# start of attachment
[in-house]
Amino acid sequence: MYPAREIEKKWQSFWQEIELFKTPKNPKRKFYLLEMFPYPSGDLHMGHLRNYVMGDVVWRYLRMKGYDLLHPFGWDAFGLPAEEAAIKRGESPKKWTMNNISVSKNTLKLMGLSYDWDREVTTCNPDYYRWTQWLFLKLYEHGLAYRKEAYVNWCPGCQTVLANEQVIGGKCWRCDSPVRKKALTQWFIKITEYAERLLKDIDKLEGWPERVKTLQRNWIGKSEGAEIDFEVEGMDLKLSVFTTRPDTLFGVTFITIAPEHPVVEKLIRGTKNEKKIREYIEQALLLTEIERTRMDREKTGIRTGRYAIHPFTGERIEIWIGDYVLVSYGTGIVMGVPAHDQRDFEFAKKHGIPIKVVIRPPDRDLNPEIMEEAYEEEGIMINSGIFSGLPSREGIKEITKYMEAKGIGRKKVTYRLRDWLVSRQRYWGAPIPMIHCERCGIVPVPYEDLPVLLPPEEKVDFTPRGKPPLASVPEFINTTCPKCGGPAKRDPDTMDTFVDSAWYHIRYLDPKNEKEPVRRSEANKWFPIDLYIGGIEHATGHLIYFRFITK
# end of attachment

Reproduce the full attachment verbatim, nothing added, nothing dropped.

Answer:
[in-house]
Amino acid sequence: MYPAREIEKKWQSFWQEIELFKTPKNPKRKFYLLEMFPYPSGDLHMGHLRNYVMGDVVWRYLRMKGYDLLHPFGWDAFGLPAEEAAIKRGESPKKWTMNNISVSKNTLKLMGLSYDWDREVTTCNPDYYRWTQWLFLKLYEHGLAYRKEAYVNWCPGCQTVLANEQVIGGKCWRCDSPVRKKALTQWFIKITEYAERLLKDIDKLEGWPERVKTLQRNWIGKSEGAEIDFEVEGMDLKLSVFTTRPDTLFGVTFITIAPEHPVVEKLIRGTKNEKKIREYIEQALLLTEIERTRMDREKTGIRTGRYAIHPFTGERIEIWIGDYVLVSYGTGIVMGVPAHDQRDFEFAKKHGIPIKVVIRPPDRDLNPEIMEEAYEEEGIMINSGIFSGLPSREGIKEITKYMEAKGIGRKKVTYRLRDWLVSRQRYWGAPIPMIHCERCGIVPVPYEDLPVLLPPEEKVDFTPRGKPPLASVPEFINTTCPKCGGPAKRDPDTMDTFVDSAWYHIRYLDPKNEKEPVRRSEANKWFPIDLYIGGIEHATGHLIYFRFITK